The topic multiple-system atrophy (MSA) alerts the reader that a description of a neurodegenerative disorder characterized by predominant involvement of the basal ganglia, cerebellar, and autonomic pathways follows. The uninitiated may be understandably misled by the broad inference of the term MSA. We describe the historical derivation of this appellation, although perhaps we should not dismiss the impulse to reexamine the congruity of this diagnostic subset with the range of patients seen in the clinical setting. The sharp distinction of MSA from the other neurodegenerative processes, as depicted in discrete chapters of this book, belies the challenge facing the clinician when diagnosing the individual patient. Despite the prodigious advances in medicine, MSA and neurodegenerative disorders as a group remain clinical diagnoses, and the heterogeneity of our patients defies simple classification.
The conceptualization of the diagnosis of MSA emerged from a series of publications that each described fragments of a larger picture. Dejerine and Thomas1 first coined the term olivopontocerebellar atrophy (OPCA) in 1900 to describe two sporadic cases of progressive cerebellar degeneration with parkinsonism. Sixty years later, Shy and Drager2 published the first clinicopathological study of a patient with idiopathic orthostatic hypotension (OH). They recognized the association of OH with a primary degenerative disorder of the nervous system involving the intermediolateral cell column of the spinal cord, medulla, pons, midbrain, cerebellum, and basal ganglia. The full clinical syndrome comprised “orthostatic hypotension, urinary and rectal incontinence, loss of sweating, iris atrophy, external ocular palsies, rigidity, tremor, loss of associated movement, impotence, the findings of an atonic bladder and loss of the rectal sphincter tone, fasciculations, wasting of distal muscles, and evidence of a neuropathic lesion.”2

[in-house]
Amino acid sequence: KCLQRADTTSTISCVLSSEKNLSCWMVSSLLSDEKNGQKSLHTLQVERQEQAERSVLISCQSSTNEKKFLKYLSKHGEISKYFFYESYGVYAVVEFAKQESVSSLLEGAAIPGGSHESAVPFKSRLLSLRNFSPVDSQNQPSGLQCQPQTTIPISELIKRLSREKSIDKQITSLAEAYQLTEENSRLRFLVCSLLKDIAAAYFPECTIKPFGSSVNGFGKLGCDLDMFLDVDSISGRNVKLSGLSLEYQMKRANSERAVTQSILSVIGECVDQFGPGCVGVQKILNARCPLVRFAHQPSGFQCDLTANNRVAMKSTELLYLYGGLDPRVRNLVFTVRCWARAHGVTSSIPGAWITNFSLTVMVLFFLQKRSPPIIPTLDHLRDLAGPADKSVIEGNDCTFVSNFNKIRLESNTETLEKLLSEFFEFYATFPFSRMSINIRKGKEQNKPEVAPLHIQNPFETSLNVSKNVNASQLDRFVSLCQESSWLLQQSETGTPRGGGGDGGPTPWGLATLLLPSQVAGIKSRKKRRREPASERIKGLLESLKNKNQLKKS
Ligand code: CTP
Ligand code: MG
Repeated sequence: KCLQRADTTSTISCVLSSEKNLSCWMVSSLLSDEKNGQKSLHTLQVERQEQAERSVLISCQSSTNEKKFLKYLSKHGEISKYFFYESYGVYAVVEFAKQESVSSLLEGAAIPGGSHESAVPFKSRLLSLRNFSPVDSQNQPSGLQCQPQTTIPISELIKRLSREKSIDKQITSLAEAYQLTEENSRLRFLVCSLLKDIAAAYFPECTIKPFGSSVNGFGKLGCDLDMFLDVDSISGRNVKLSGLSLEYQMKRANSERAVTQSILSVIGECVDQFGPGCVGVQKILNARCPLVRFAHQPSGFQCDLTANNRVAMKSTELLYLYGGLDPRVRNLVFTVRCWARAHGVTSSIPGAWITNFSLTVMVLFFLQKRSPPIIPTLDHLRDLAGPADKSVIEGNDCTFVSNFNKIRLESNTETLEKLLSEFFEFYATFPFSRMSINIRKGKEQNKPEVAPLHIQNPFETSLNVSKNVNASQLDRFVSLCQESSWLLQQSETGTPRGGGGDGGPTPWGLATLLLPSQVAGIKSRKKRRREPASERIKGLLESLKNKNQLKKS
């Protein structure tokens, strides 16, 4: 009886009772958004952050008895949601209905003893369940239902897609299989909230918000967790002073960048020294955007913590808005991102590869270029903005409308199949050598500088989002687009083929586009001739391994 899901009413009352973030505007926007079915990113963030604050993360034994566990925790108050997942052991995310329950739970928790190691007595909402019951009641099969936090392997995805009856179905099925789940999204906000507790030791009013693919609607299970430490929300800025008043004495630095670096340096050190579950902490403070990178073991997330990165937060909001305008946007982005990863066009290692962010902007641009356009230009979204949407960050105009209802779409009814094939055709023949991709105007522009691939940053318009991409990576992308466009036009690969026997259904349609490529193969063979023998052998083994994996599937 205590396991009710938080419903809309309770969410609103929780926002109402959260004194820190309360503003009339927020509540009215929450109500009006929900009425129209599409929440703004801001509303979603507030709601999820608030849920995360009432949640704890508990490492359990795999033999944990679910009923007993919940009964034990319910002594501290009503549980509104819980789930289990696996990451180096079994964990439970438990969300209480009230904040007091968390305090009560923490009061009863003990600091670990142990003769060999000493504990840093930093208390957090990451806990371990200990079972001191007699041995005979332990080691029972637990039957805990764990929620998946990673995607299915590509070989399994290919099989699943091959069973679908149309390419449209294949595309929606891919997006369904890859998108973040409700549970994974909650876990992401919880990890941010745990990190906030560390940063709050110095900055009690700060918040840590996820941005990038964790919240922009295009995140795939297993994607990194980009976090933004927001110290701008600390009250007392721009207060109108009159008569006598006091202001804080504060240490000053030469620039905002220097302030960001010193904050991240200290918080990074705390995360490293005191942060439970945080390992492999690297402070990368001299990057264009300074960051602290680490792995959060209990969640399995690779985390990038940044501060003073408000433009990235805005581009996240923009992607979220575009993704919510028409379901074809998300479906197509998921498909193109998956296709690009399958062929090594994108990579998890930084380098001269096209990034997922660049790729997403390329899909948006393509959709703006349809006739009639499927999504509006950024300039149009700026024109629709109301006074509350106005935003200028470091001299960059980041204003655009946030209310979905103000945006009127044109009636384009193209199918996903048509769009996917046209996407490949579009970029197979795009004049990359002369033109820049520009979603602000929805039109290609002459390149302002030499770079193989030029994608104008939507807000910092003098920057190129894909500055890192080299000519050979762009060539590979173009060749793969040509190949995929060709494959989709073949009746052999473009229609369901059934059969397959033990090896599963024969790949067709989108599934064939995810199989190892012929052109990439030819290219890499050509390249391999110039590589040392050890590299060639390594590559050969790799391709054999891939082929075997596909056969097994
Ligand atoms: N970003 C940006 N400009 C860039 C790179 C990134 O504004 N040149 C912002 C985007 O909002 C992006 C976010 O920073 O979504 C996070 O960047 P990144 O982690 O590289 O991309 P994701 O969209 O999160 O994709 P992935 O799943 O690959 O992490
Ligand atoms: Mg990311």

Also in 1960, van der Eecken et al.3 described a unique pathological subgroup among a large number of patients with paralysis agitans. Striatopallidonigral degeneration was identified with “virtual disappearance of the small cells of the caudate nucleus and putamen” in a few patients with rigidity but minimal tremor. The full clinicopathological study was published the following year.4 In addition to parkinsonism, brisk reflexes, extensor plantar responses, ataxia, dysarthria, syncope, incontinence, and impotence were described among the three patients reported. Neurodegeneration was also identified in the cerebellum, olivary nuclei, and pons.
The conceptual threads of the three disorders, OPCA, Shy–Drager syndrome (SDS), and striatonigral degeneration (SND), were tied together in a seminal paper by Graham and Oppenheimer5 in 1969:
What is needed is a general term to cover this collection of overlapping progressive presenile multisystem degenerations. As the causes of this group of conditions are still unknown, such a general term would merely be a temporary practical convenience… What we wish to avoid is the multiplication of names for ‘disease entities’ which in fact are merely the expressions of neuronal atrophy in a variety of overlapping combinations. We therefore propose to use the term multiple system atrophy to cover the whole group.